Never put a temporary emotion on the permanent Internet because when you have that one bad day when your fingers go flying before your brain kicks in, it may come back to haunt you.
Today 70 percent of employers will put you through a Google rinse cycle before they invite you in for an interview according to the most recent CareerBuilder’s survey. In the same survey, 54 percent of applicants have posted content that have caused them not to be considered.
It’s Public and Permanent®
The Internet is public domain. Did you know that the Library of Congress is documenting every single public tweet that has ever been made? Sites like Snapbird.org allow you to search old tweets going back much further than the Twitter search engine currently allows. Even old versions of websites that you redesigned ages ago are still viewable, thanks to the Wayback Machine, an Internet archive that crawls the web and preserves blasts from the past. Take a moment and search your own website (if you have one) to see what information lingers online.
Know that everything you put out there has the possibility of becoming “Public and Permanent®,” an expression perfectly coined by Richard Guerry, founder of the Institute for Responsible Online and Cell-Phone Communication. “Far too many people with technology are not stopping to think about the long-term repercussions of their actions,” he says. Guerry advocates for digital consciousness—always posting with the awareness that anything you’ve documented could be disseminated. “There is no way to control what is going to happen, none,” he says. “Digital tools were never designed for privacy. We’re going against the grain for what these tools were intended. By no means is everything going to be Public and Permanent®, but you have to be prepared. Think about your legacy. It’s not just imagining [that] your ninety-year-old grandma will see your naughty text—but [that] your own grandkids will too.”
Being smart doesn’t save you
As we witnessed with the Harvard applicants that had their acceptances swiftly revoked for their online behavior, even the best and brightest teens can make dumb digital decisions. The 2017 Kaplan Test Prep survey says that 35 percent of college recruiters will use social media to learn more about their applicants — and 42 percent said that what they found had a negative impact on the prospective student.
In contrast, the Kaplan Test Prep survey also shared that 47 percent of officers who do check social media profiles say the practice positively affects how they view applicants.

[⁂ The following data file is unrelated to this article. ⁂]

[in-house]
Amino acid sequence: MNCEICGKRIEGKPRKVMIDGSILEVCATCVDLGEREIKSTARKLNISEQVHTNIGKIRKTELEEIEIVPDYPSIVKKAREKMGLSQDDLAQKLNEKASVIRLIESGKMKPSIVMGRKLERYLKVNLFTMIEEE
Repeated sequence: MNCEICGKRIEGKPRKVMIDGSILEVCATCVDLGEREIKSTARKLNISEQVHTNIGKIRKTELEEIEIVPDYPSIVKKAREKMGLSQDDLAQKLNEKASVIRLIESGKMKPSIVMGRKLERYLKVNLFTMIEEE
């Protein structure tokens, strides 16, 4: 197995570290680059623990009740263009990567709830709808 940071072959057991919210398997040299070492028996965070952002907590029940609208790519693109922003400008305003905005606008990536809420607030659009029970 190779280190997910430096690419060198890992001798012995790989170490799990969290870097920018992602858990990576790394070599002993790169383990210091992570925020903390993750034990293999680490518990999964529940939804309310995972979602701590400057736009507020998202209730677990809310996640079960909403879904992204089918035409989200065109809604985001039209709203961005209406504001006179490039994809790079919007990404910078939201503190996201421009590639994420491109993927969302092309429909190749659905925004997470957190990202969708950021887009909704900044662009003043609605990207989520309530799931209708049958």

Teens and young adults should use their social media accounts as an asset, creating LinkedIn profiles or Twitter feeds that will impress college admissions officers or future employers, says Alan Katzman, founder of Social Assurity, which has coached nearly a thousand high school and college students on this technique. “You have to learn to post content that won’t generate likes or follows from your group of friends, but toward your future audience, who will [use it to] try to determine who you are,” he says, in reference to his clients’ potential employers and college recruiters.
For many young people, the problem is not necessarily wiping clean a social media profile littered with red Solo cups and bikini selfies, it’s simply a lack of anything impressive—like community service or academic accomplishments. “It’s void,” Katzman says.
“You’re not telling your story. That’s the biggest problem—they’re looking at nothingness.” One of his clients created an Instagram account depicting her caring for horses and riding competitively, making sure that the college admissions team received the link along with her essay. “It’s telling your story in the digital world and putting it out there,” Katzman says. “That’s all you need,really, that ‘social proof,’ that ‘I’m not writing this essay to impress you, not conjuring up this image. This is me.’”
Minding your legacy on social
- Be mindful of what you share. Never assume your words can’t get twisted and posts can’t come back to surprise you.
- Learn patience. Pause before you post. Write as if the world is watching. (In many situations, they are).
- Never assume your among friends. Make it a habit to de-clutter your friends on social platforms. Eliminate those you don’t know and create lists when sharing your family pictures or other information that cyber-acquaintances may use out of context.
- Never air workplace woes. If you’re upset for any reason, take it offline with a friend for some wine and whine.
- When in doubt, you can click-out. The best thing about technology, you can turn it off.